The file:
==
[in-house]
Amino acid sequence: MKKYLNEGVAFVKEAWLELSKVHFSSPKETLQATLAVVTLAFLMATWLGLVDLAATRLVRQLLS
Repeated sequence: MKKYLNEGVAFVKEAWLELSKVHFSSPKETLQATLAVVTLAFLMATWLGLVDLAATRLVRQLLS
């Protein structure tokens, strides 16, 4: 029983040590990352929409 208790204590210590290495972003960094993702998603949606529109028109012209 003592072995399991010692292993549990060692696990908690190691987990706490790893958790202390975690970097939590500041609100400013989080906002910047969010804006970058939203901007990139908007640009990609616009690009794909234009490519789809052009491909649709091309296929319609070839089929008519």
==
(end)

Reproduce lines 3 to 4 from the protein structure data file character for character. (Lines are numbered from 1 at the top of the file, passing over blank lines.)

Repeated sequence: MKKYLNEGVAFVKEAWLELSKVHFSSPKETLQATLAVVTLAFLMATWLGLVDLAATRLVRQLLS
């Protein structure tokens, strides 16, 4: 029983040590990352929409 208790204590210590290495972003960094993702998603949606529109028109012209 003592072995399991010692292993549990060692696990908690190691987990706490790893958790202390975690970097939590500041609100400013989080906002910047969010804006970058939203901007990139908007640009990609616009690009794909234009490519789809052009491909649709091309296929319609070839089929008519």